55. Tumors of the esophagus, stomach and small intestine

Page created on April 12, 2022. Not updated since.

Oesophageal cancer

Introduction and epidemiology

For introduction, epidemiology, and etiology, see the corresponding pathology 2 topic. Treatment is mainly surgical and is therefore covered in surgery.

Clinical features

Both types of oesophageal cancer have similar clinical features. It’s usually asymptomatic in the early stages, and therefore is rarely discovered until the late stages. In the late stages it may present with non-specific symptoms like dysphagia, odynophagia, cough, weight loss, and dyspepsia.

At the time of presentation most patients already have advanced cancer.

Diagnosis and evaluation

Upper endoscopy is the investigation of choice, as it allows for both visual diagnosis and biopsy. Endoscopic ultrasound may also be necessary to assess the depth of invasion accurately, to distinguish T1A and T1B stages.

CT thorax and abdomen is required for staging. Bronchoscopy is required if extension into the bronchial system is suspected.


The prognosis is very poor, with a 5-year survival of 15%. The 5-year survival of patients treated with curative surgery is around 30 – 40%. Squamous cell carcinoma has a worse prognosis than adenocarcinoma.

Gastric adenocarcinoma

Introduction and epidemiology

Gastric adenocarcinoma accounts for 95% of gastric cancers. It’s a cancer of elderly, mostly men, and it’s the fifth most common cancer worldwide. It is more common in Asian countries like Japan and Korea, as well as certain regions in Africa and South America.

It causes no or only nonspecific symptoms in the early stages. If diagnosed early, the prognosis is excellent, but at the time of diagnosis, 50% of cancers have already spread and are incurable, which leads to a poor prognosis overall.

The mortality of this cancer is higher in the countries with low prevalence because screening is not performed as often as in high-prevalence countries. Therefore, the cancer is often discovered too late.

For etiology and pathology, see the corresponding pathology 2 topic. For treatment, see the corresponding surgery topic.


We distinguish “early” and “advanced” gastric cancer. Per definition, “early” gastric cancer infiltrates no deeper than the submucosa, but even early cancer can give metastasis to the lymph nodes, while “advanced” cancers infiltrate the muscularis propria and deeper.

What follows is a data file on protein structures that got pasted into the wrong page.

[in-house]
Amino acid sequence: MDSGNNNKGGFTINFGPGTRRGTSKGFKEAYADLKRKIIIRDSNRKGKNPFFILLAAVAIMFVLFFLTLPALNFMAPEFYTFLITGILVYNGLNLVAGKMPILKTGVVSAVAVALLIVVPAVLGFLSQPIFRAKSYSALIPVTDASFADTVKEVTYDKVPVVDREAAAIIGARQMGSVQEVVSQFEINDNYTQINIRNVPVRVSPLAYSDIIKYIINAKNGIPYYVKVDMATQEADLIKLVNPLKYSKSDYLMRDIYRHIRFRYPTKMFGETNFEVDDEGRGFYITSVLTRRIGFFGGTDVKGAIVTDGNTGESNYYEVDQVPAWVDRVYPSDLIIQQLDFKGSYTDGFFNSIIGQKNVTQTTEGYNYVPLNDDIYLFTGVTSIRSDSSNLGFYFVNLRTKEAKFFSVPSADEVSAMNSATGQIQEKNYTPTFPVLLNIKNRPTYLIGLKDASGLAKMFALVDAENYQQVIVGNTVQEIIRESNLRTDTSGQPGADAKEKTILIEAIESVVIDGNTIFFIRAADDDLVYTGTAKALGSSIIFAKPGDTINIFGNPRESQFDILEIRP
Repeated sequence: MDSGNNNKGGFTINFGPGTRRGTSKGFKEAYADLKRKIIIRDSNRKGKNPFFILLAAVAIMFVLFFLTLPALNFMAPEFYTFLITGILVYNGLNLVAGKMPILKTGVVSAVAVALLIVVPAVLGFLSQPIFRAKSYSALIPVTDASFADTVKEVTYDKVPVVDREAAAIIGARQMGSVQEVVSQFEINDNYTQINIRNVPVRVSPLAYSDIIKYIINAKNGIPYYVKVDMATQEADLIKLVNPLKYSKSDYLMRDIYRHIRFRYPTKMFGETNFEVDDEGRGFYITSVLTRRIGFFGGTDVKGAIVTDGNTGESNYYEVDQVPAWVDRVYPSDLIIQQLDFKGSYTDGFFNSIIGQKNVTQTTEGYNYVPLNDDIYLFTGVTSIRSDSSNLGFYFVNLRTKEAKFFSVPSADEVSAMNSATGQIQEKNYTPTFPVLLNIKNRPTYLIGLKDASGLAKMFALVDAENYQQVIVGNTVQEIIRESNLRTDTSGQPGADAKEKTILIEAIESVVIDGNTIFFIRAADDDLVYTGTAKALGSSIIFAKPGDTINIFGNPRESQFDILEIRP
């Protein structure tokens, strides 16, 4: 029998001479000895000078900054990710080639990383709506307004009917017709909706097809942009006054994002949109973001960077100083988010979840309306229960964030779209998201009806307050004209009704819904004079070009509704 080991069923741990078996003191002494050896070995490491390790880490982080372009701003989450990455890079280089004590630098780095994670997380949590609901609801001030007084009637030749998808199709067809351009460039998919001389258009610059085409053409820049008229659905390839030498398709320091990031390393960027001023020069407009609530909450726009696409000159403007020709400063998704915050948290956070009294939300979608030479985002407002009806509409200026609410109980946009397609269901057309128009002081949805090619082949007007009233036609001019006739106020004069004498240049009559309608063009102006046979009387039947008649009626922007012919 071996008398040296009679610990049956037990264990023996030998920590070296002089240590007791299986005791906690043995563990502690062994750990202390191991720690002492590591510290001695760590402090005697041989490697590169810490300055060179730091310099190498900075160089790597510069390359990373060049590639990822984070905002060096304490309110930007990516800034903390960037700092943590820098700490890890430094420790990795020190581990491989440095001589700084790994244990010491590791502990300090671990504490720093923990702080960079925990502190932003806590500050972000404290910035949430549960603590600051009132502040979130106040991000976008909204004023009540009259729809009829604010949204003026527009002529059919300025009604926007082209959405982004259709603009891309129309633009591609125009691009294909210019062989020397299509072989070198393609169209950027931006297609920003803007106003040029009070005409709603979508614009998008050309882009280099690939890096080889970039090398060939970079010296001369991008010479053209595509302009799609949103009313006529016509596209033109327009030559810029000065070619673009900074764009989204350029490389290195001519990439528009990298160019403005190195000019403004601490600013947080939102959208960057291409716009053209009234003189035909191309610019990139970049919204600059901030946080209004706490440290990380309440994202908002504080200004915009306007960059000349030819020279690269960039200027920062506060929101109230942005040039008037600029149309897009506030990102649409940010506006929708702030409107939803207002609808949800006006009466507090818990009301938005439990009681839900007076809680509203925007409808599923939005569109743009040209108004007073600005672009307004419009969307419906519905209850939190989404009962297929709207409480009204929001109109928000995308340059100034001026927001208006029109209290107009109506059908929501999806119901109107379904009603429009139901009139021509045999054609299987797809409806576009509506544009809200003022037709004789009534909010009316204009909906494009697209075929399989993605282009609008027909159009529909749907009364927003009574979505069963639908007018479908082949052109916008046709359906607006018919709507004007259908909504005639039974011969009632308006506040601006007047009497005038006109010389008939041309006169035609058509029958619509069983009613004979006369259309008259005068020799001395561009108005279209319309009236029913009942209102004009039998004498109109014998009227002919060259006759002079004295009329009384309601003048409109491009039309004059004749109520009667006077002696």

Clinical features

The stomach is large and spacious, meaning that the tumour may grow large before symptoms appear. Early symptoms of gastric cancer include dyspepsia and mild epigastric discomfort or pain. Later, symptoms like anorexia, early satiety, weight loss, anaemia, and nausea/vomiting.

Diagnosis and evaluation

Physical examination may reveal a tumour in the epigastrium, and an enlarged Virchow’s node (left supraclavicular lymph node). DRE may reveal positive Blumer sign.

Upper endoscopy is the investigation of choice, as it allows for both visualisation and biopsy. After the diagnosis, CT thorax and abdomen are necessary for staging.

If peritoneal carcinosis is suspected but not visible on imaging, laparoscopy may be necessary to visualise the peritoneum and diagnose the carcinosis. Cytology may be obtained from the ascitic fluid.

MALT lymphoma

MALT lymphoma arises from B-cells in the MALT tissue of the stomach. It’s caused by H. pylori gastritis. The lymphoma regresses following treatment of the bacterial infection.

Small bowel cancer

Small bowel cancer is very rare, accounting for <5% of GI cancers. Most small bowel tumours are benign. Cancer may be adenocarcinoma, neuroendocrine, lymphoma, GIST, or other mesenchymal cancers.

Gastrointestinal stromal tumour (GIST) is a mesenchymal tumour of the GI tract. It may occur anywhere in the GI-tract, but most frequently in the stomach and small intestine.

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